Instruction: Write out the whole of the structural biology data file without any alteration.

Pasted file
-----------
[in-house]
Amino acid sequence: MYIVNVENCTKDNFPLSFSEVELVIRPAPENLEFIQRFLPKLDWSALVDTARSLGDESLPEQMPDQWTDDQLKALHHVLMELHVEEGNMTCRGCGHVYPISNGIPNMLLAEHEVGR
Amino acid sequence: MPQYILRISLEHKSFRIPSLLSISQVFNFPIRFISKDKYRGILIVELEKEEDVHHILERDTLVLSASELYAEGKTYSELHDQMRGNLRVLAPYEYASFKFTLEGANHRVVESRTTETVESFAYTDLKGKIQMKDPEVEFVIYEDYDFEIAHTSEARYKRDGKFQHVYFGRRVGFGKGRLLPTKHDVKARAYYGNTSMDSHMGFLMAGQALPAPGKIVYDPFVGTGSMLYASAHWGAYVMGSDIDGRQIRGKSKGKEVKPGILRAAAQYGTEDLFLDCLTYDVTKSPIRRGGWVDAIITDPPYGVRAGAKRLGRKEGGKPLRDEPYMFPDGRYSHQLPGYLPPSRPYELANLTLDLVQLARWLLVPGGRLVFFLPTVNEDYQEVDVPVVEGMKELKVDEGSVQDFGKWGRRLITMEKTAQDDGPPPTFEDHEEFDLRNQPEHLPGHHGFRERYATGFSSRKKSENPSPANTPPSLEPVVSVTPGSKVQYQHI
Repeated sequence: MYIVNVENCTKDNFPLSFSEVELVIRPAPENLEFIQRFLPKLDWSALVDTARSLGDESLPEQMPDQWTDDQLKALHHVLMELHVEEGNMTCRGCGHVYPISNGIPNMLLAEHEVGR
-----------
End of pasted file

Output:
[in-house]
Amino acid sequence: MYIVNVENCTKDNFPLSFSEVELVIRPAPENLEFIQRFLPKLDWSALVDTARSLGDESLPEQMPDQWTDDQLKALHHVLMELHVEEGNMTCRGCGHVYPISNGIPNMLLAEHEVGR
Amino acid sequence: MPQYILRISLEHKSFRIPSLLSISQVFNFPIRFISKDKYRGILIVELEKEEDVHHILERDTLVLSASELYAEGKTYSELHDQMRGNLRVLAPYEYASFKFTLEGANHRVVESRTTETVESFAYTDLKGKIQMKDPEVEFVIYEDYDFEIAHTSEARYKRDGKFQHVYFGRRVGFGKGRLLPTKHDVKARAYYGNTSMDSHMGFLMAGQALPAPGKIVYDPFVGTGSMLYASAHWGAYVMGSDIDGRQIRGKSKGKEVKPGILRAAAQYGTEDLFLDCLTYDVTKSPIRRGGWVDAIITDPPYGVRAGAKRLGRKEGGKPLRDEPYMFPDGRYSHQLPGYLPPSRPYELANLTLDLVQLARWLLVPGGRLVFFLPTVNEDYQEVDVPVVEGMKELKVDEGSVQDFGKWGRRLITMEKTAQDDGPPPTFEDHEEFDLRNQPEHLPGHHGFRERYATGFSSRKKSENPSPANTPPSLEPVVSVTPGSKVQYQHI
Repeated sequence: MYIVNVENCTKDNFPLSFSEVELVIRPAPENLEFIQRFLPKLDWSALVDTARSLGDESLPEQMPDQWTDDQLKALHHVLMELHVEEGNMTCRGCGHVYPISNGIPNMLLAEHEVGR